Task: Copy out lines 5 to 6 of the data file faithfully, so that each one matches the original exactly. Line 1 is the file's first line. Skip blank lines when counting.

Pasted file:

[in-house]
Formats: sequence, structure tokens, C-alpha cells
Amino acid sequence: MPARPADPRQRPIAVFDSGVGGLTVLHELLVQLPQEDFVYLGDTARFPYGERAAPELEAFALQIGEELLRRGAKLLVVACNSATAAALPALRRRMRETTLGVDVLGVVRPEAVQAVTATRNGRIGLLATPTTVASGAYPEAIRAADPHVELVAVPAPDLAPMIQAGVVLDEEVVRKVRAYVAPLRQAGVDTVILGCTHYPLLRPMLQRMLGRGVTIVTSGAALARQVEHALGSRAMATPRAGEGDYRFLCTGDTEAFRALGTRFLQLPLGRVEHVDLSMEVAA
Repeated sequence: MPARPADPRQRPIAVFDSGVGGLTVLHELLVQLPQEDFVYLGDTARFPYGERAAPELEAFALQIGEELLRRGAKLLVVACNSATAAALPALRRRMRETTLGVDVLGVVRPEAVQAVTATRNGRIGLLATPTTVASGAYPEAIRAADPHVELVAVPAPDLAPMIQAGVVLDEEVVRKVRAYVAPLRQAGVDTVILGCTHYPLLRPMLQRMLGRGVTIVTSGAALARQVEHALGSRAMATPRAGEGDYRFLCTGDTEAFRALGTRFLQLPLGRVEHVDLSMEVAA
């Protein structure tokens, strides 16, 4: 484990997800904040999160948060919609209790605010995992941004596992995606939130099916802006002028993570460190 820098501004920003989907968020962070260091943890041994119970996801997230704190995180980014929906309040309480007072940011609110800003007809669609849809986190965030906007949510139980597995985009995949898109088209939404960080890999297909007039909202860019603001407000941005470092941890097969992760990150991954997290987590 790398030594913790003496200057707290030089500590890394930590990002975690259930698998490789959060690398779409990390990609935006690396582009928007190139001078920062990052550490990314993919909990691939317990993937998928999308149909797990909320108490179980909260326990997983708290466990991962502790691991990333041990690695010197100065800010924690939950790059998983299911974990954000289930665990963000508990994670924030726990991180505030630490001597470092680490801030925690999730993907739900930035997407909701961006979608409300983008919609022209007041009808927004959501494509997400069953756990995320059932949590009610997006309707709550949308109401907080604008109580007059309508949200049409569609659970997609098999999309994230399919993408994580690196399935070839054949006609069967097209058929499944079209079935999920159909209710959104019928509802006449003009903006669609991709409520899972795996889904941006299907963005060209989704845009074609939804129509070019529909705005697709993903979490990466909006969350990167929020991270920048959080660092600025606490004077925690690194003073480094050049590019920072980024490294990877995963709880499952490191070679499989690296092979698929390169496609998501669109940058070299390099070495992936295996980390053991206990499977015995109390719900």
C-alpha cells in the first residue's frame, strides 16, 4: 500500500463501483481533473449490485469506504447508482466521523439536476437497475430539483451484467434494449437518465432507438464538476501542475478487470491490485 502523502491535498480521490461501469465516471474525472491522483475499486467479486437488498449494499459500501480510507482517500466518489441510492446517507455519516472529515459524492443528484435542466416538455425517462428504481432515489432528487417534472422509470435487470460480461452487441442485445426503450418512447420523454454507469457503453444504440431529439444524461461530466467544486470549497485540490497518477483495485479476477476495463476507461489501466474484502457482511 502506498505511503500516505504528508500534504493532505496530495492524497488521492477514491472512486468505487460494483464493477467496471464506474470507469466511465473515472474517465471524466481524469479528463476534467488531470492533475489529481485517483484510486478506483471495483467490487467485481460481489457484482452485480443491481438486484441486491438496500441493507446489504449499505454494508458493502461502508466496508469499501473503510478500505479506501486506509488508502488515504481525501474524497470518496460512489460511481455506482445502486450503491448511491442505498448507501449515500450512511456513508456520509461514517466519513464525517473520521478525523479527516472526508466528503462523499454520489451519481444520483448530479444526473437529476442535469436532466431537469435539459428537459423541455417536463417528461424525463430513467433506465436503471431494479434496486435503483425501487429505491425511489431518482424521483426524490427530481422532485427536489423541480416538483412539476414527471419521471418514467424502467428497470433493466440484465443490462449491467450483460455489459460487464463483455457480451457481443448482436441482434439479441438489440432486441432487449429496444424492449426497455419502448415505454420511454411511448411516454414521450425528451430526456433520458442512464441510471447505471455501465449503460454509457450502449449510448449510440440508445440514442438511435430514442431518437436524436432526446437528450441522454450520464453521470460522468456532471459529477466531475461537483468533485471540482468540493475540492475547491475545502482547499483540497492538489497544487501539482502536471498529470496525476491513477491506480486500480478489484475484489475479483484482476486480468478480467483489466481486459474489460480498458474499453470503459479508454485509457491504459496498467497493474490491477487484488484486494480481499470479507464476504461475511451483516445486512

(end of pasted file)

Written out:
């Protein structure tokens, strides 16, 4: 484990997800904040999160948060919609209790605010995992941004596992995606939130099916802006002028993570460190 820098501004920003989907968020962070260091943890041994119970996801997230704190995180980014929906309040309480007072940011609110800003007809669609849809986190965030906007949510139980597995985009995949898109088209939404960080890999297909007039909202860019603001407000941005470092941890097969992760990150991954997290987590 790398030594913790003496200057707290030089500590890394930590990002975690259930698998490789959060690398779409990390990609935006690396582009928007190139001078920062990052550490990314993919909990691939317990993937998928999308149909797990909320108490179980909260326990997983708290466990991962502790691991990333041990690695010197100065800010924690939950790059998983299911974990954000289930665990963000508990994670924030726990991180505030630490001597470092680490801030925690999730993907739900930035997407909701961006979608409300983008919609022209007041009808927004959501494509997400069953756990995320059932949590009610997006309707709550949308109401907080604008109580007059309508949200049409569609659970997609098999999309994230399919993408994580690196399935070839054949006609069967097209058929499944079209079935999920159909209710959104019928509802006449003009903006669609991709409520899972795996889904941006299907963005060209989704845009074609939804129509070019529909705005697709993903979490990466909006969350990167929020991270920048959080660092600025606490004077925690690194003073480094050049590019920072980024490294990877995963709880499952490191070679499989690296092979698929390169496609998501669109940058070299390099070495992936295996980390053991206990499977015995109390719900």
C-alpha cells in the first residue's frame, strides 16, 4: 500500500463501483481533473449490485469506504447508482466521523439536476437497475430539483451484467434494449437518465432507438464538476501542475478487470491490485 502523502491535498480521490461501469465516471474525472491522483475499486467479486437488498449494499459500501480510507482517500466518489441510492446517507455519516472529515459524492443528484435542466416538455425517462428504481432515489432528487417534472422509470435487470460480461452487441442485445426503450418512447420523454454507469457503453444504440431529439444524461461530466467544486470549497485540490497518477483495485479476477476495463476507461489501466474484502457482511 502506498505511503500516505504528508500534504493532505496530495492524497488521492477514491472512486468505487460494483464493477467496471464506474470507469466511465473515472474517465471524466481524469479528463476534467488531470492533475489529481485517483484510486478506483471495483467490487467485481460481489457484482452485480443491481438486484441486491438496500441493507446489504449499505454494508458493502461502508466496508469499501473503510478500505479506501486506509488508502488515504481525501474524497470518496460512489460511481455506482445502486450503491448511491442505498448507501449515500450512511456513508456520509461514517466519513464525517473520521478525523479527516472526508466528503462523499454520489451519481444520483448530479444526473437529476442535469436532466431537469435539459428537459423541455417536463417528461424525463430513467433506465436503471431494479434496486435503483425501487429505491425511489431518482424521483426524490427530481422532485427536489423541480416538483412539476414527471419521471418514467424502467428497470433493466440484465443490462449491467450483460455489459460487464463483455457480451457481443448482436441482434439479441438489440432486441432487449429496444424492449426497455419502448415505454420511454411511448411516454414521450425528451430526456433520458442512464441510471447505471455501465449503460454509457450502449449510448449510440440508445440514442438511435430514442431518437436524436432526446437528450441522454450520464453521470460522468456532471459529477466531475461537483468533485471540482468540493475540492475547491475545502482547499483540497492538489497544487501539482502536471498529470496525476491513477491506480486500480478489484475484489475479483484482476486480468478480467483489466481486459474489460480498458474499453470503459479508454485509457491504459496498467497493474490491477487484488484486494480481499470479507464476504461475511451483516445486512